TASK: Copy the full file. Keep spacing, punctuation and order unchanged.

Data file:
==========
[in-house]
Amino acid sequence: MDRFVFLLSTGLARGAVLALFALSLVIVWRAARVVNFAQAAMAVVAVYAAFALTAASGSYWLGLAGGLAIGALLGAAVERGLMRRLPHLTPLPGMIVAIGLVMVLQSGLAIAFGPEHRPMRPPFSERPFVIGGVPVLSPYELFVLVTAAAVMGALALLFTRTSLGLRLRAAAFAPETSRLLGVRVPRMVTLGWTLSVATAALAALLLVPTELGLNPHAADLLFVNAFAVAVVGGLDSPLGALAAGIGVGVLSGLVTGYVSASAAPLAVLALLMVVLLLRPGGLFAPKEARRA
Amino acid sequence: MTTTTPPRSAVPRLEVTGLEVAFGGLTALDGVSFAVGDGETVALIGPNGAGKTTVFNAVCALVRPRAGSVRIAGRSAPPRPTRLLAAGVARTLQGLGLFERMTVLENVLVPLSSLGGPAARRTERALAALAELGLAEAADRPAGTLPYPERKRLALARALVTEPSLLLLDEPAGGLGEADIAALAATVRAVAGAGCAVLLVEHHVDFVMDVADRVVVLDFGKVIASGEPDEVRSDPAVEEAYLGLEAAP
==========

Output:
[in-house]
Amino acid sequence: MDRFVFLLSTGLARGAVLALFALSLVIVWRAARVVNFAQAAMAVVAVYAAFALTAASGSYWLGLAGGLAIGALLGAAVERGLMRRLPHLTPLPGMIVAIGLVMVLQSGLAIAFGPEHRPMRPPFSERPFVIGGVPVLSPYELFVLVTAAAVMGALALLFTRTSLGLRLRAAAFAPETSRLLGVRVPRMVTLGWTLSVATAALAALLLVPTELGLNPHAADLLFVNAFAVAVVGGLDSPLGALAAGIGVGVLSGLVTGYVSASAAPLAVLALLMVVLLLRPGGLFAPKEARRA
Amino acid sequence: MTTTTPPRSAVPRLEVTGLEVAFGGLTALDGVSFAVGDGETVALIGPNGAGKTTVFNAVCALVRPRAGSVRIAGRSAPPRPTRLLAAGVARTLQGLGLFERMTVLENVLVPLSSLGGPAARRTERALAALAELGLAEAADRPAGTLPYPERKRLALARALVTEPSLLLLDEPAGGLGEADIAALAATVRAVAGAGCAVLLVEHHVDFVMDVADRVVVLDFGKVIASGEPDEVRSDPAVEEAYLGLEAAP